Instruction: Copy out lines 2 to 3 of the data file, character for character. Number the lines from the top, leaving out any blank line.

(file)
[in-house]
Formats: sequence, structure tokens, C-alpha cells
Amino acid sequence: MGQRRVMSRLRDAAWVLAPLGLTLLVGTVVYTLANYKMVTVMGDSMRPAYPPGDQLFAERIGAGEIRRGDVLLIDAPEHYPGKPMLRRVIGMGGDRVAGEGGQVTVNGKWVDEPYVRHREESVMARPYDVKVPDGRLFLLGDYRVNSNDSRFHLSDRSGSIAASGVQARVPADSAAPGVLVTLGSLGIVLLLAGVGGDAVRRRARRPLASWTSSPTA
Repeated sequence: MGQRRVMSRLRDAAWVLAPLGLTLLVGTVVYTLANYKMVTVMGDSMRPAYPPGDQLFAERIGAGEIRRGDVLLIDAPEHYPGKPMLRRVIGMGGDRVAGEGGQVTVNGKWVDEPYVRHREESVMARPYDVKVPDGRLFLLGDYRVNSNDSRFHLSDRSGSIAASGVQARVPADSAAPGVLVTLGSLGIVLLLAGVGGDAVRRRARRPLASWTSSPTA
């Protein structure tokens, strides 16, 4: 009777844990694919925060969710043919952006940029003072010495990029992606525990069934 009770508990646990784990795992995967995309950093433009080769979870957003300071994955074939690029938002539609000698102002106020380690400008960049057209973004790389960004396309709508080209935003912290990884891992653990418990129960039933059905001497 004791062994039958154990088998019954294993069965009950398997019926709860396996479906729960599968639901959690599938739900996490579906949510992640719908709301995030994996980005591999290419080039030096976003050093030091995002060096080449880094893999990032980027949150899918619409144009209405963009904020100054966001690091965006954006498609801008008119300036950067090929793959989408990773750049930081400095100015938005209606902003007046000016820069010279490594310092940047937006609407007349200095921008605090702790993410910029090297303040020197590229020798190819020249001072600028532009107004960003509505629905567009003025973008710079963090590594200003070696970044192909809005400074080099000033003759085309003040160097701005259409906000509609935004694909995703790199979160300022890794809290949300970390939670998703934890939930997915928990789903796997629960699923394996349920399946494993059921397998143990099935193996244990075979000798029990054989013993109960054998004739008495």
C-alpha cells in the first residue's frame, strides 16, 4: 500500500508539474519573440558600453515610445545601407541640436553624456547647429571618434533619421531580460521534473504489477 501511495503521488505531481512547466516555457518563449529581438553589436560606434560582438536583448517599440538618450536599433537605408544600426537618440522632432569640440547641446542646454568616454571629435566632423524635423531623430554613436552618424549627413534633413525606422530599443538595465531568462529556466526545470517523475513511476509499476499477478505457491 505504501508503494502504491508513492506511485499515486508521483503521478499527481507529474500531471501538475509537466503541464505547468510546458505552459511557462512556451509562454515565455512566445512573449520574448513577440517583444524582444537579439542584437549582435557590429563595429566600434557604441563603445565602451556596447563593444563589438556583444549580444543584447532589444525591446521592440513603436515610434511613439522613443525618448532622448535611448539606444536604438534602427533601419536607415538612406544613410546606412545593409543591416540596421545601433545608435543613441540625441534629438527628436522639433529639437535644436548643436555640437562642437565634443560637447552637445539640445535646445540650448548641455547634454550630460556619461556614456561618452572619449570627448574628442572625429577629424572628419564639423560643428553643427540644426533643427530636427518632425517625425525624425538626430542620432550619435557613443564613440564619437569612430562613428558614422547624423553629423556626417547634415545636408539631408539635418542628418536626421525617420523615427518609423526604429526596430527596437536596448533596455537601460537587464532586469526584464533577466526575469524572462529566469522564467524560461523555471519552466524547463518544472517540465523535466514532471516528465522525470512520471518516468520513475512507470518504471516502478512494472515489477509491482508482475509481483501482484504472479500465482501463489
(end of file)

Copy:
Formats: sequence, structure tokens, C-alpha cells
Amino acid sequence: MGQRRVMSRLRDAAWVLAPLGLTLLVGTVVYTLANYKMVTVMGDSMRPAYPPGDQLFAERIGAGEIRRGDVLLIDAPEHYPGKPMLRRVIGMGGDRVAGEGGQVTVNGKWVDEPYVRHREESVMARPYDVKVPDGRLFLLGDYRVNSNDSRFHLSDRSGSIAASGVQARVPADSAAPGVLVTLGSLGIVLLLAGVGGDAVRRRARRPLASWTSSPTA